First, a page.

Hiking for Bone Health
Osteoporosis is a disease that often has no symptoms until a fracture occurs. Fractures, especially in the elderly, can be life altering and sometimes lead to loss of independence. Monitoring bone density helps reduce the risk of having a painful fracture and limiting mobility.
To understand the disease process, it is important to know that we reach our peak bone density approximately by age 20. Genetics significantly influences bone density, however a diet without enough calcium and vitamin D raises the risk of having a lower peak bone density. There is slow bone loss until around the age of menopause. The first several years after menopause is often the most rapid decline of bone density. Certain diseases (diabetes, lupus, celiac, etc), medications (steroids, blood thinners, etc), and lifestyle choices (smoking, increased alcohol intake) can accelerate bone loss. During the rapid decline of bone density in osteoporosis, there is also decline in bone quality. The combination of poor quality and less density can increase the risk for a fracture. Diagnosis of osteoporosis signifies an increased risk of fracture compared to women (and men) with normal bone density. Conversely, having a fracture from a low impact trauma, or a spinal compression fracture (noted possibly by back pain and loss of height), indicates the presence of osteoporosis, even with a normal screening result.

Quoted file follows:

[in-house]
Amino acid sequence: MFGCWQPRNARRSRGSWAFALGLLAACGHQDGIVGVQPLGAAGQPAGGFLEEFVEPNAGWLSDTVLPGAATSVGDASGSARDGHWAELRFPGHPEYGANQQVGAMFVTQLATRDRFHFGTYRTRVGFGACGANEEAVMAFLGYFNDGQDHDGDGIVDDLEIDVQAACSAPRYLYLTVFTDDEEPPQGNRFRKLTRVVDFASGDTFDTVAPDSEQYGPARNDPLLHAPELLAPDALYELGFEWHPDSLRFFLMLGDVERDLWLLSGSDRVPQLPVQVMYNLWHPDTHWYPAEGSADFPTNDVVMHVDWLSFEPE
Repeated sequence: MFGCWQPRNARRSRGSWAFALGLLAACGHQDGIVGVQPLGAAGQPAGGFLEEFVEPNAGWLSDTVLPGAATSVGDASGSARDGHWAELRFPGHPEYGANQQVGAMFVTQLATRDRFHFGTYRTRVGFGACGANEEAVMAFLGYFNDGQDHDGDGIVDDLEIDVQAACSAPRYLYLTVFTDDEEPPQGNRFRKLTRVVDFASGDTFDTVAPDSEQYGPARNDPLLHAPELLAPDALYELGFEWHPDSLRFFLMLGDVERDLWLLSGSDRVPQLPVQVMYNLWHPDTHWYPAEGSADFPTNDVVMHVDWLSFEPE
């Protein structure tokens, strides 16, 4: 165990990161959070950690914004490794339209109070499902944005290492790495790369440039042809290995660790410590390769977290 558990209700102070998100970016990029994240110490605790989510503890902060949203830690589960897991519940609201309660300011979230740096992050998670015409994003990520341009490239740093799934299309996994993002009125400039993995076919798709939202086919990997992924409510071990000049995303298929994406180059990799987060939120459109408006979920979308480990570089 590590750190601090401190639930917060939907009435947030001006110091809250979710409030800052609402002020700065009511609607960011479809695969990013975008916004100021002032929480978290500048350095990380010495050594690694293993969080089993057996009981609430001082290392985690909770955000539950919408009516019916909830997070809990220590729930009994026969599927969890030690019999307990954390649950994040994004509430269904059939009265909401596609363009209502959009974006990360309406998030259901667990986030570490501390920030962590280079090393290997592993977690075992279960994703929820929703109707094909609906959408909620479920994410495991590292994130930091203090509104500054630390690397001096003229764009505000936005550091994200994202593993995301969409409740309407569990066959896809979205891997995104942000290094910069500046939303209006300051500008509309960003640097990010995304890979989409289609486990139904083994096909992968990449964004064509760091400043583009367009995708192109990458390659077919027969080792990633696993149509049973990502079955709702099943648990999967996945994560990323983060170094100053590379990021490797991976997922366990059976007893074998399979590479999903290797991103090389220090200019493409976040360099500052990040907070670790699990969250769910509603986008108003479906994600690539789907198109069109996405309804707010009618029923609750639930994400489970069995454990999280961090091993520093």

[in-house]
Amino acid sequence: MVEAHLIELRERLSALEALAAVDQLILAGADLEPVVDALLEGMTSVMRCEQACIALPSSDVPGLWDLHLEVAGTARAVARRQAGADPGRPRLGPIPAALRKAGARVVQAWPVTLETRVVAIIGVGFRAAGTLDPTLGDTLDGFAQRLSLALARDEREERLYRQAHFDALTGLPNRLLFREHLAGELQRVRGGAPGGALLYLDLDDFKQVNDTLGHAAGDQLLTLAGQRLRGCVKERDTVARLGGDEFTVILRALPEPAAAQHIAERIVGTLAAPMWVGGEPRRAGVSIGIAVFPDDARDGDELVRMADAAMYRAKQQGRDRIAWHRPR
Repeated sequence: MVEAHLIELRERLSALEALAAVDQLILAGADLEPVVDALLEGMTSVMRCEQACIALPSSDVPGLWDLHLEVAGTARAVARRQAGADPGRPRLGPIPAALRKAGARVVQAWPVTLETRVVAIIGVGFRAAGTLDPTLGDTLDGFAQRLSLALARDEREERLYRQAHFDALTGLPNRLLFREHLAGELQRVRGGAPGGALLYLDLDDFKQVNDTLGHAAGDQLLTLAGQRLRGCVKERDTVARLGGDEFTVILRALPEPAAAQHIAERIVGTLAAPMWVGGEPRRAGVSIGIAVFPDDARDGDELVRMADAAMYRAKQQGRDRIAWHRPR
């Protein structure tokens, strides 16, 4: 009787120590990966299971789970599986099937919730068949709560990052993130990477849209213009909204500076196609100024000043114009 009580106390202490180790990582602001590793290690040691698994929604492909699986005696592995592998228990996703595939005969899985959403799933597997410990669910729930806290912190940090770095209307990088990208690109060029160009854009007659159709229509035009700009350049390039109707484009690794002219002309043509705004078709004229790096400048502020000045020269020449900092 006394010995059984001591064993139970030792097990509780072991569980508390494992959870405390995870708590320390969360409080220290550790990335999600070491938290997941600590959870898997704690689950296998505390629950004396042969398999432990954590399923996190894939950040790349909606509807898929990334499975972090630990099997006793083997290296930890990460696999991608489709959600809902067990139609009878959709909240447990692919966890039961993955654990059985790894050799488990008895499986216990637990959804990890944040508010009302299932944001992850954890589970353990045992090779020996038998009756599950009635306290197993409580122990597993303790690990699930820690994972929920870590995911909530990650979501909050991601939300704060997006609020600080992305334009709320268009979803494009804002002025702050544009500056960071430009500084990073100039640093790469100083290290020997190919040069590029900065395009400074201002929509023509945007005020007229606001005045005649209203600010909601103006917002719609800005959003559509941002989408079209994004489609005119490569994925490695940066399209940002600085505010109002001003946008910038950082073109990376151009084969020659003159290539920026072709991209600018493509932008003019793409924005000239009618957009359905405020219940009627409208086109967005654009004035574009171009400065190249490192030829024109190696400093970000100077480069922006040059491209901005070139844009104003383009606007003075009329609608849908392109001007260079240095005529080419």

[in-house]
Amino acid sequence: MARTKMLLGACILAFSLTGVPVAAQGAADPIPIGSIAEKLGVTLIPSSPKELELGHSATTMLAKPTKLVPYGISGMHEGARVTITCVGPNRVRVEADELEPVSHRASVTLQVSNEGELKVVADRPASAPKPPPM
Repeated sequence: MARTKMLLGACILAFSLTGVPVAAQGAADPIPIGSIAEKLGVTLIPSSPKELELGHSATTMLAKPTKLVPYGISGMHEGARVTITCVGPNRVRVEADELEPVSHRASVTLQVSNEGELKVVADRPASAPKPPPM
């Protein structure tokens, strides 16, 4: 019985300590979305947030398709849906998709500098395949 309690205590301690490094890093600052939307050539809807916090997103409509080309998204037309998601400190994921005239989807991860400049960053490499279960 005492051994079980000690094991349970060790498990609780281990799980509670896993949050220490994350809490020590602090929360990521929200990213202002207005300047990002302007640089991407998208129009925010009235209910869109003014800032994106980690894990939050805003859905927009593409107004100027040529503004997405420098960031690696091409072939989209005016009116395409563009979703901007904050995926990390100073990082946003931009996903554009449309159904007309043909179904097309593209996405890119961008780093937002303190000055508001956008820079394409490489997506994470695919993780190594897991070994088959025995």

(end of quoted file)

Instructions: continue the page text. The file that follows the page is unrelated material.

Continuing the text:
We typically screen for osteoporosis using Dual -energy X-ray Absorptiometry (DXA). This is a quick and painless process which takes very low dose X-rays, often of the spine and hip. This data is the basis for several computed scores (T-scores, Z-scores, and a FRAX score). These scores help compare current bone density with the ideal range and age-matched peers. These scores are the basis for calculating a fracture risk over the next 10 years. Our providers
are well versed in interpretation and can help guide treatment options, if necessary. The initial age to begin screening depends on the presence of additional risk factors, but should begin by age 65 even in healthy women without risk factors.
An Ounce of Prevention…
Weight bearing exercise such as hiking, walking, and running can significantly decrease the risks of developing osteoporosis. However, maintaining a healthy body weight is also critical, as low body weight women are also at an increased risk. A diet that meets our calcium and vitamin D needs is also a critical component. The calcium intake requirement is 1200mg per day, and vitamin D varies slightly depending on age, but is between 600-800 IU per day. In addition to dairy, there are many other calcium rich foods
including kale, beans and salmon. Vitamin D is also available in the diet especially in fish, egg yolks, and mushrooms, as well as in fortified foods such as dairy and orange juice. Lastly, if needed, there are many medications that slow the loss and potentially rebuild bone. Each woman’s scenario is unique and warrants a discussion with a provider
to determine what interventions are recommended.
Preventing falls is essential for maximizing quality of life when living with osteoporosis. It is critical to identify and reduce tripping hazards in the home. This can include rugs, furniture, poorly lit hallways, poor vision, and sometimes our beloved pets.